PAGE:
Parking revenue remains on council’s agenda

January 4, 2013
A view of the Crossroads Center in Washington - Katie Roupe / Observer-Reporter Order a Print

When Washington City Council meets Monday, one of the items to be discussed will be $7,000 in parking revenue it will no longer receive from Millcraft Industries at the Franklin Street garage.

Mayor Brenda Davis said she learned Thursday that Millcraft did not renew leases for 13 parking spaces in the garage adjacent to Crossroads Center, which the company owns and where it has offices.

Davis also hopes that council’s first meeting of the new year will help it begin to resolve how it will move beyond corporate tax financing plans that she says are keeping it from getting caught up on its finances.

The annual revenue from the leased spaces Millcraft is not renewing – $7,020 – will be that much less that city can use to pay down its debt on the garage.

The move comes a month after council voted not to honor Millcraft’s request to amend the tax increment financing plan for Crossroads Center.

Millcraft had requested the amended TIF proposal to enable it to refinance its bond and continue to keep the building open for business. It wanted to extend the original 15-year TIF until 2024 so it could refinance and have more time to attract new tenants.

When the original TIF was approved in 2004 by the city, Washington School District and the county, 80 percent of the new tax revenue that was paid on the Crossroads project went toward the construction of an adjacent parking garage, while the remainder of the TIF payment was split among the taxing bodies.

The TIF paved the way for the new commercial development that includes the $15 million office building and the construction of the garage.

A TIF allows the government to borrow money for infrastructure development such as roads and storm sewers, then pay off the debt using new tax revenue created by the project.

The 160,000-square-foot Crossroads building became the headquarters for title insurer LandAmerica and 350 employees. But with the economic downturn, the company abandoned the building, leaving a mostly empty structure.

Millcraft said last month that occupancy is about 47 percent, up signficiantly from when LandAmerica departed, but still less than half full.

Since LandAmerica left, the city has been responsible for the cost of the parking garage, which has been underused.

With the amendment, Millcraft wanted to lower its TIF payments to 75 percent, at the same time looking to lower its assessed value from $3.75 million to $2.68 million.

Davis said Thursday that it was too early to discuss how the city could make up the lost parking revenue. She said it was unclear where Millcraft would pick up other parking spaces downtown.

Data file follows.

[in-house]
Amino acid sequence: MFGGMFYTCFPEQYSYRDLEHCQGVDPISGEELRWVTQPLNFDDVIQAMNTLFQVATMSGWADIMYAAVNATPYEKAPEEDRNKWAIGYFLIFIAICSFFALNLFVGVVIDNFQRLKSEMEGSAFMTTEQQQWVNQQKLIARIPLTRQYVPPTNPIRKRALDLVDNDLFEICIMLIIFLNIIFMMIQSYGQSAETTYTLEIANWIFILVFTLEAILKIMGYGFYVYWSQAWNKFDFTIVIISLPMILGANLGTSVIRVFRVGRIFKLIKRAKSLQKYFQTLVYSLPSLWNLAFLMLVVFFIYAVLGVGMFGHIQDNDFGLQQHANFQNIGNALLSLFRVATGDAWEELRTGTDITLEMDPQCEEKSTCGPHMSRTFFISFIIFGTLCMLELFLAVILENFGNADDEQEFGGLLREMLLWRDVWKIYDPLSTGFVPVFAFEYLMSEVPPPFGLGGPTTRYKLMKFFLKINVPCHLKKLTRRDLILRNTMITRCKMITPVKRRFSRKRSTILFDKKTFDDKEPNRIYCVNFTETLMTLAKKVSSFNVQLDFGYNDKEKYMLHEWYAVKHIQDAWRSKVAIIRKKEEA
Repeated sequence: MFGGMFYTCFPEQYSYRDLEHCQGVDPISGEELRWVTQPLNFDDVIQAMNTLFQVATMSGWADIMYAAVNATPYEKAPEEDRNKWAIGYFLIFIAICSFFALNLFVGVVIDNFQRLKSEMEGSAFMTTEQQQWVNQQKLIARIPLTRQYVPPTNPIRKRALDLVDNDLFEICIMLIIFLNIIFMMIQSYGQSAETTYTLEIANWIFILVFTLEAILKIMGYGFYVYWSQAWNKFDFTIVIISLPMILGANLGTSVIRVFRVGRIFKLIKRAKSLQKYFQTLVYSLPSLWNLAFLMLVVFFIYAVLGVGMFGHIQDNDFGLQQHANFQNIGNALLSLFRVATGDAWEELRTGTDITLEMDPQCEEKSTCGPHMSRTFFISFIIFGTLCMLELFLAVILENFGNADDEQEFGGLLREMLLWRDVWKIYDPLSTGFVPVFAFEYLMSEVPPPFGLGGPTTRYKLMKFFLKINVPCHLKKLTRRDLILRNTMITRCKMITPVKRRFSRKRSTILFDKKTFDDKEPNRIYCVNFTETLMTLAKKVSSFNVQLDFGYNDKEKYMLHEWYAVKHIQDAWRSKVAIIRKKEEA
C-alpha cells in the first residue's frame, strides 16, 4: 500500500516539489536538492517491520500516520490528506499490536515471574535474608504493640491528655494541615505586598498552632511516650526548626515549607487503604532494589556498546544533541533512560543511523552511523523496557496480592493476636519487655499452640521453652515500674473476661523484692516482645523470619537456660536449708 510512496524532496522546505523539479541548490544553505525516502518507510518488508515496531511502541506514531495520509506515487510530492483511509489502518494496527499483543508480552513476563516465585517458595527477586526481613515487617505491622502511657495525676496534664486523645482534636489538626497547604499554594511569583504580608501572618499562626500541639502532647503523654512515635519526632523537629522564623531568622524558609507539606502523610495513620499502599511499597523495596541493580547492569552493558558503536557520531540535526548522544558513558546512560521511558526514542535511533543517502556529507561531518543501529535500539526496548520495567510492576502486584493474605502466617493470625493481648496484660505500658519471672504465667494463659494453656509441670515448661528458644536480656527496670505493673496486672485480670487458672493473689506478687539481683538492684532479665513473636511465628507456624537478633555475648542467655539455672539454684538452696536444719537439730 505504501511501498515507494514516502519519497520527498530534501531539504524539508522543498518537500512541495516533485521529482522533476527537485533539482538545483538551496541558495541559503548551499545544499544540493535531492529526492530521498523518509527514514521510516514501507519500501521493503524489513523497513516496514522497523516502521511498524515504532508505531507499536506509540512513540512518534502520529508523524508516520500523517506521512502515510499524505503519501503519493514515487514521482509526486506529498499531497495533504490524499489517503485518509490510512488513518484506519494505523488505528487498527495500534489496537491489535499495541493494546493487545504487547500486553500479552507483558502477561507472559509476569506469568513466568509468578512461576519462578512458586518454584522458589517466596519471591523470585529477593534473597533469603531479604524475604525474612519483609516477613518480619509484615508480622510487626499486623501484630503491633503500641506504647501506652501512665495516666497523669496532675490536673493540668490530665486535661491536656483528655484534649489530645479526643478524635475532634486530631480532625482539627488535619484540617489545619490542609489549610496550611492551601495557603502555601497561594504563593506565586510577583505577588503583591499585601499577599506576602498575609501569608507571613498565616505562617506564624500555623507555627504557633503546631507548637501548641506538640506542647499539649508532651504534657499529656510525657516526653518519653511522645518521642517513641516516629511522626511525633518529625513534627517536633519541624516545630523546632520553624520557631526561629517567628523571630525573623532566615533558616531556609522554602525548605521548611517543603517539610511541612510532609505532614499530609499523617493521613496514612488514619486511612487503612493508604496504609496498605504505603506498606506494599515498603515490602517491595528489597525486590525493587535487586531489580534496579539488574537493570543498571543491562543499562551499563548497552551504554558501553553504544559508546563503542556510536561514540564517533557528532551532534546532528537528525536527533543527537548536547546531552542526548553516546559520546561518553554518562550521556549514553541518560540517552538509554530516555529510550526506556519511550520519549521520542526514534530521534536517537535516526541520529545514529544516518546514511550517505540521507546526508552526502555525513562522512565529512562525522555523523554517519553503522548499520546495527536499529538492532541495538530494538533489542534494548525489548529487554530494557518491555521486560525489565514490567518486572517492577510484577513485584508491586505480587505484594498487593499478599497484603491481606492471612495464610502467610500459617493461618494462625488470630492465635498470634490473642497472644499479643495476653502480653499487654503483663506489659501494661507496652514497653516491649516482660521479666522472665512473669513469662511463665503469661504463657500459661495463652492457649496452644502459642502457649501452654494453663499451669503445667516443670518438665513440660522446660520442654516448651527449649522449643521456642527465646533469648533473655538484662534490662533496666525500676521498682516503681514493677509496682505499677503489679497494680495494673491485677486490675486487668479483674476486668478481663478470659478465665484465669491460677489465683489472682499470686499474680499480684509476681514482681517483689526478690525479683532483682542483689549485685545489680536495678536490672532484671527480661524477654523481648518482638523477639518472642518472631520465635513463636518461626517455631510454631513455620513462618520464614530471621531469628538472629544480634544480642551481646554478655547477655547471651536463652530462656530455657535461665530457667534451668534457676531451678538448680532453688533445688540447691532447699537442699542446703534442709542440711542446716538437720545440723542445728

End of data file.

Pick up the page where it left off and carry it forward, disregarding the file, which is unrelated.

Brian Walker, chief financial officer for Millcraft Industries, did not return calls regarding the company’s move.

Davis noted that last year, the city budgeted $150,000 in payments for the garage, but needed to spend just $75,000 of the amount because of greater than expected parking revenue collected.

Despite the lower budget obligation for 2012, Davis said the parking garage remains a major burden.

“The city’s on the hook for the bond payment. We still have to come up with revenue.”

She added that another item to be discussed at Monday’s agenda meeting relates to how the city will respond to a ruling by the county’s tax assessment office that it must refund Millcraft for a clerical error that caused the company to overpay taxes from 2007 to 2011 on its Millcraft Center property at West Chestnut and North Franklin streets. The error, made by the assessment office, occurred when the city purchased a portion of Millcraft’s property for the parking garage on Franklin Street, but the company continued to pay on the land it no longer owned.

Davis said the city contends that the value of Millcraft’s Crossroads Center building should have been increased, but lost the appeal because a building receiving a TIF can’t undergo a reassessment in value.

She said the city initially refunded $10,000 for the overpayment in 2012, but will discuss Monday how it wants to approach the order for the earlier four years, which would cost it another $40,000 in refunds.

“We have to see if we’re going to accept the county appeals decision,” she said, adding that the biggest challenge is for the city to get beyond corporate tax breaks.

“The city needs time to catch up from years of tax breaks,” she said. “(It) has never had the opportunity to catch up because of tax breaks” that have gone to businesses, she said.

Michael Bradwell has been business editor for the Observer-Reporter since 1995, and was named editor of The Energy Report in 2012. He joined the newspaper in 1990 as a general assignment reporter in the Greene County bureau and has also worked as a copy editor. A 1974 graduate of Pennsylvania State University with a degree in English, he began his career at the Bedford (Pa.) Gazette. Prior to joining the O-R, he served as public relations director for Old Bedford Village, account executive at two Pittsburgh public relations agencies and copywriter for the country’s largest wholesaler of mutual funds.

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